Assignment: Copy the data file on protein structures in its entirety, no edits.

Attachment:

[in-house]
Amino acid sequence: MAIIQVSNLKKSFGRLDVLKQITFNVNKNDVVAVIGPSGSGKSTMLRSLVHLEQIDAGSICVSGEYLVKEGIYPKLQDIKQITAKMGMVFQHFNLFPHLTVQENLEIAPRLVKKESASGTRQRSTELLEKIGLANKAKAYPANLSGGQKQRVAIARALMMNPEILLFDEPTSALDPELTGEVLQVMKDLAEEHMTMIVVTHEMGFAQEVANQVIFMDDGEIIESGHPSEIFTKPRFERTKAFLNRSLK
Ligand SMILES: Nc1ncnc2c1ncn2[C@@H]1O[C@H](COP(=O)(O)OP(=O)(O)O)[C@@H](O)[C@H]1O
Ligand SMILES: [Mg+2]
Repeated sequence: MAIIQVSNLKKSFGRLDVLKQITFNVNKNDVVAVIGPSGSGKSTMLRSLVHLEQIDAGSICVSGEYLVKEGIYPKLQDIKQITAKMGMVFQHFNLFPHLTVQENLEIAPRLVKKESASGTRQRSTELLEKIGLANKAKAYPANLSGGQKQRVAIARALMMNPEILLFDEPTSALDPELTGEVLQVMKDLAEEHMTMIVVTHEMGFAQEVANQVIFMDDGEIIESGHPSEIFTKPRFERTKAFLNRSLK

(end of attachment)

[in-house]
Amino acid sequence: MAIIQVSNLKKSFGRLDVLKQITFNVNKNDVVAVIGPSGSGKSTMLRSLVHLEQIDAGSICVSGEYLVKEGIYPKLQDIKQITAKMGMVFQHFNLFPHLTVQENLEIAPRLVKKESASGTRQRSTELLEKIGLANKAKAYPANLSGGQKQRVAIARALMMNPEILLFDEPTSALDPELTGEVLQVMKDLAEEHMTMIVVTHEMGFAQEVANQVIFMDDGEIIESGHPSEIFTKPRFERTKAFLNRSLK
Ligand SMILES: Nc1ncnc2c1ncn2[C@@H]1O[C@H](COP(=O)(O)OP(=O)(O)O)[C@@H](O)[C@H]1O
Ligand SMILES: [Mg+2]
Repeated sequence: MAIIQVSNLKKSFGRLDVLKQITFNVNKNDVVAVIGPSGSGKSTMLRSLVHLEQIDAGSICVSGEYLVKEGIYPKLQDIKQITAKMGMVFQHFNLFPHLTVQENLEIAPRLVKKESASGTRQRSTELLEKIGLANKAKAYPANLSGGQKQRVAIARALMMNPEILLFDEPTSALDPELTGEVLQVMKDLAEEHMTMIVVTHEMGFAQEVANQVIFMDDGEIIESGHPSEIFTKPRFERTKAFLNRSLK